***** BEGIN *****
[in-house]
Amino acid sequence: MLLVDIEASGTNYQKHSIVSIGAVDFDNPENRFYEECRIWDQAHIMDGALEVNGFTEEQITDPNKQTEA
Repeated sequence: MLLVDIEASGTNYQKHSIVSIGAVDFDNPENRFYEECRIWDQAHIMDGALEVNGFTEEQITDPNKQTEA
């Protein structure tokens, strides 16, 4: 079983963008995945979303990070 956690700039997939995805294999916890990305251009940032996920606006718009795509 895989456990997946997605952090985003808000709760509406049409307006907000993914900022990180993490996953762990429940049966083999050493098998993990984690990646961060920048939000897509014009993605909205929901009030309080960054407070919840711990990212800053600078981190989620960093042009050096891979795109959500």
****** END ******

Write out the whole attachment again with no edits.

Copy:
[in-house]
Amino acid sequence: MLLVDIEASGTNYQKHSIVSIGAVDFDNPENRFYEECRIWDQAHIMDGALEVNGFTEEQITDPNKQTEA
Repeated sequence: MLLVDIEASGTNYQKHSIVSIGAVDFDNPENRFYEECRIWDQAHIMDGALEVNGFTEEQITDPNKQTEA
């Protein structure tokens, strides 16, 4: 079983963008995945979303990070 956690700039997939995805294999916890990305251009940032996920606006718009795509 895989456990997946997605952090985003808000709760509406049409307006907000993914900022990180993490996953762990429940049966083999050493098998993990984690990646961060920048939000897509014009993605909205929901009030309080960054407070919840711990990212800053600078981190989620960093042009050096891979795109959500």